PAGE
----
The program features four segments, split into two parts, over a 3 1/2 hour time period


overall safety

Basic driver's education courses do not teach safe driving skills; just "rules of the road". It is important that a teenage driver understand those elements in driving that he/she can control and those that he/she cannot control and therefore must react to. The skills learned in the TEEN STREET SKILLS program will last a lifetime. Also, when parents are actively involved with their teenager’s driving and are good role models, better decision-making happens when teens are behind the wheel.



All seasoned drivers have experienced a skid event at some point, perhaps caused by ice or wet pavement. The first time it happens can be terrifying, especially for a teenager still learning to drive. Without the knowledge of how to control the vehicle in a skid, this often times will result in an accident. The Teen Street Skills Program simulates an actual skid condition and teaches teens how to properly react and control the vehicle by employing the CPR method (Correction, Pause, Recovery) so as to avoid having an accident.



Learning to quickly change lanes to avoid hitting an object is an essential driving technique. Maintaining control of your vehicle relies on balance of wheel control and your speed. Teens will practice the exercise of:

1. Avoiding object
2. Positioning vehicle in adjacent open lane
3. Controlling vehicle with controlled movement of steering wheel



Obviously teens learn to brake in a driver education course. But what is not taught is the practice of emergency braking in a sudden stop scenario. With the inclusion of ABS in most vehicles today, how does that change the braking methodology in a sudden stop scenario. Teens need to understand how hard they can apply these ABS brakes and to experience the pulsate on the brake petal. Teens also need to learn braking and turning simultaneously with ABS and experience how that can control their vehicle.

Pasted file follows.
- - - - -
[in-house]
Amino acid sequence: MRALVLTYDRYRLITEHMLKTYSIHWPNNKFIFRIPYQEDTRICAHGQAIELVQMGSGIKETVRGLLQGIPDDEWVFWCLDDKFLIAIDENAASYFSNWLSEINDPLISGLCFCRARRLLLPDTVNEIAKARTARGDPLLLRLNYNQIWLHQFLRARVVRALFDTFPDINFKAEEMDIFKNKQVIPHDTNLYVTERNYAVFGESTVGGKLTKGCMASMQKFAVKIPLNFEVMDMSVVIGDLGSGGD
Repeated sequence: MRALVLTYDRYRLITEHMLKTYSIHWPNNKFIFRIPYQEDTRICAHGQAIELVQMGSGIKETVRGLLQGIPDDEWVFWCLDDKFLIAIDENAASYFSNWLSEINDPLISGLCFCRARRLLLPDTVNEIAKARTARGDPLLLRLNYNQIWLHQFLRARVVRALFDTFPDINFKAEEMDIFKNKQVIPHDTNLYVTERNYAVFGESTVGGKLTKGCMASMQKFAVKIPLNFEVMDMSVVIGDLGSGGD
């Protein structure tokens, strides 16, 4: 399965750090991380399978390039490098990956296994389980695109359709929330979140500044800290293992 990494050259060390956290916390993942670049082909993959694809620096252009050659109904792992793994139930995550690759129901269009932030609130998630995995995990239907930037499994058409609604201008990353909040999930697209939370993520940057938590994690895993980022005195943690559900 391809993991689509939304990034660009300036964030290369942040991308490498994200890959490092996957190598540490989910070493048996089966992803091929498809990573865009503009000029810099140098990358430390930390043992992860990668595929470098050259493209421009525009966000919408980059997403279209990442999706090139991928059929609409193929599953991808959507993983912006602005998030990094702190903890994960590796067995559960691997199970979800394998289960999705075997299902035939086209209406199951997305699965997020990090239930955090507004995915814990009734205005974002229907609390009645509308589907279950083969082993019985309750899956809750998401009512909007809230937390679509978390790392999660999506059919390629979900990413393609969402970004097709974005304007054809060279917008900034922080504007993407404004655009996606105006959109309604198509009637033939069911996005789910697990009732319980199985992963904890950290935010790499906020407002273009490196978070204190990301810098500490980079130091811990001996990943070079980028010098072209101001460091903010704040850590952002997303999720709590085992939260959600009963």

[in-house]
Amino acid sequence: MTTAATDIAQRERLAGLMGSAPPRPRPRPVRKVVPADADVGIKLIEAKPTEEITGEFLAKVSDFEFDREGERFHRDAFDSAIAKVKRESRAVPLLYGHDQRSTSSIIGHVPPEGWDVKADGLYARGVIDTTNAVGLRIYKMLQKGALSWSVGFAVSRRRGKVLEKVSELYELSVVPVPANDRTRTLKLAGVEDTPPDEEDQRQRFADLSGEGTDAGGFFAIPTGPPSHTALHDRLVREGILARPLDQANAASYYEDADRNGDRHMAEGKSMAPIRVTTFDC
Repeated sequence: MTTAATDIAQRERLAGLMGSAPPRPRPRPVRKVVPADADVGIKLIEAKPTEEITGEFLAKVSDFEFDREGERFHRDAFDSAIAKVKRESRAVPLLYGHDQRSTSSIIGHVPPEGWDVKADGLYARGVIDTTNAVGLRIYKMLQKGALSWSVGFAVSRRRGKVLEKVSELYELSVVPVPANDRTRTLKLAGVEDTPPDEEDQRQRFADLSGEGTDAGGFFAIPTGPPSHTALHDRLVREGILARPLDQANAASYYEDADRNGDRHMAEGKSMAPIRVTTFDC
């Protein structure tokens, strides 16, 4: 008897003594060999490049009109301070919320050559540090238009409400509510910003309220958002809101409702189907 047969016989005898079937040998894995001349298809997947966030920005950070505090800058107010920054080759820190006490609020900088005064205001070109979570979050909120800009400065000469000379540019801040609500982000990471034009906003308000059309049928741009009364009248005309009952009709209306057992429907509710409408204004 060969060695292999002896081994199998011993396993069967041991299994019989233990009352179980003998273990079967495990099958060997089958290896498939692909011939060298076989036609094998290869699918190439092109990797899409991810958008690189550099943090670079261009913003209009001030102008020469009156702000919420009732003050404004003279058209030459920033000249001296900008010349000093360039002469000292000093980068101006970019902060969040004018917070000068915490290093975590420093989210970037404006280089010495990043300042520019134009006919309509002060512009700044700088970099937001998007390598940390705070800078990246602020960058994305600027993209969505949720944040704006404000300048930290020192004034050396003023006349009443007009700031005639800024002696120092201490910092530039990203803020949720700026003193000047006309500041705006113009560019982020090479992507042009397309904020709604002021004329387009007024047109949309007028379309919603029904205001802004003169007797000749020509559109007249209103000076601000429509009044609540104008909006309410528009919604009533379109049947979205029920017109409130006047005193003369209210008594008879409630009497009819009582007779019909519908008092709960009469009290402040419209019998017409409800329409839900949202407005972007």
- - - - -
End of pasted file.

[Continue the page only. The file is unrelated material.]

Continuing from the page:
Avoiding accidents happens when teens apply all these skills learned above. But there are scenarios that require special knowledge in order to maintain safety and avoid being in an accident. Those include:

• Deer crossing avoidance
• Whiteout snow conditions
• Loss of brakes or power steering

It is critical that teen drivers are aware of their surroundings at all times while behind the wheel. An important tip: Always Knowing Your Out.



Your eyes are the center of control of a vehicle. Your hands and feet simply react to what your eyes are telling them. If your eyes are not seeing what is in front of you and aware of what is around you, then it is IMPOSSIBLE for any driver to be in control of their vehicle. Teens must be taught to CHANGE THEIR BEHAVIOR while behind the wheel of their vehicle; teens must TRAIN their eyes to only see what is important to control their driving experience and to FEEL loss of control if there eyes wander to cell phones, radios, eating, or are slowed by drugs or alcohol. SEEING is control, and reaction is only possible when you are seeing what you are reacting to.



Most drivers will be pulled over by law enforcement for some reason, but the first time for a teenager can be frightening and nerve-racking. But it doesn’t have to be. Law enforcement personnel will talk with teens about the experience of being pulled over, and what to do and not to do. What should a teen do if they are involved in an accident? Or if their vehicle played a part in causing or the teen witnesses an accident?



Tire pressure? How to measure it? When do you use high beams? Seat positioning? Where is your car battery and what does it mean to "jump it"? Where is the spare and what to do if you have a flat? I’m out of windshield wiper fluid and cant see the road. What now? All these questions and more are answered by vehicle professionals as they walk teens around a car for this look inside and under the hood of a vehicle.



There are AWARENESS BEHIND THE WHEELS tips that every teen needs to know in order to be a PROACTIVE driver:

• Never make assumptions about what another vehicle is going to do.
• 7 car lengths following distance allows for adequate braking distance.
• Your eyes drive the car. Your hands and feet are simply reacting to what your eyes are telling to do.
• Always know where your "out" is
• See your perimeter
• Anticipate potential scenarios (i.e. brake lights are lighting up a ¼ mile ahead)

These tips and more will help every teen to be not only a safe driver, but a PROACTIVE one.